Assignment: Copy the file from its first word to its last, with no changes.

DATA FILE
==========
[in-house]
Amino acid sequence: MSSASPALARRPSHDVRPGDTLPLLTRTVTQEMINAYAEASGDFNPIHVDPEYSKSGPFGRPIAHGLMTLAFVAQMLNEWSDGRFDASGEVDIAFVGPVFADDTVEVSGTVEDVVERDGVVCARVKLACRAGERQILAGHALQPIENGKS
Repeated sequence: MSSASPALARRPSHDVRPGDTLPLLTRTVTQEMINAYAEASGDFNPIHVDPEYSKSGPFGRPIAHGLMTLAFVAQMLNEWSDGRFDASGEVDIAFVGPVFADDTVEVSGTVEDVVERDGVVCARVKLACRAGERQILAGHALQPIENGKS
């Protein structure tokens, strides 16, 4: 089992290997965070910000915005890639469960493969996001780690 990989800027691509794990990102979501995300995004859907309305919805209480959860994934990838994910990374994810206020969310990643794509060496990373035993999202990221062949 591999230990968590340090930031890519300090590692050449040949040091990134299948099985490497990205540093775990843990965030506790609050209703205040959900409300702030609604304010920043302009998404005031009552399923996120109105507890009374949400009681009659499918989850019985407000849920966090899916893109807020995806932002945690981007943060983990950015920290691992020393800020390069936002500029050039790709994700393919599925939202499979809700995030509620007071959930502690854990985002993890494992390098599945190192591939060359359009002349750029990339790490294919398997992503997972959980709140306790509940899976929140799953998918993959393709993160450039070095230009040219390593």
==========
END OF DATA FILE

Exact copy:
[in-house]
Amino acid sequence: MSSASPALARRPSHDVRPGDTLPLLTRTVTQEMINAYAEASGDFNPIHVDPEYSKSGPFGRPIAHGLMTLAFVAQMLNEWSDGRFDASGEVDIAFVGPVFADDTVEVSGTVEDVVERDGVVCARVKLACRAGERQILAGHALQPIENGKS
Repeated sequence: MSSASPALARRPSHDVRPGDTLPLLTRTVTQEMINAYAEASGDFNPIHVDPEYSKSGPFGRPIAHGLMTLAFVAQMLNEWSDGRFDASGEVDIAFVGPVFADDTVEVSGTVEDVVERDGVVCARVKLACRAGERQILAGHALQPIENGKS
């Protein structure tokens, strides 16, 4: 089992290997965070910000915005890639469960493969996001780690 990989800027691509794990990102979501995300995004859907309305919805209480959860994934990838994910990374994810206020969310990643794509060496990373035993999202990221062949 591999230990968590340090930031890519300090590692050449040949040091990134299948099985490497990205540093775990843990965030506790609050209703205040959900409300702030609604304010920043302009998404005031009552399923996120109105507890009374949400009681009659499918989850019985407000849920966090899916893109807020995806932002945690981007943060983990950015920290691992020393800020390069936002500029050039790709994700393919599925939202499979809700995030509620007071959930502690854990985002993890494992390098599945190192591939060359359009002349750029990339790490294919398997992503997972959980709140306790509940899976929140799953998918993959393709993160450039070095230009040219390593």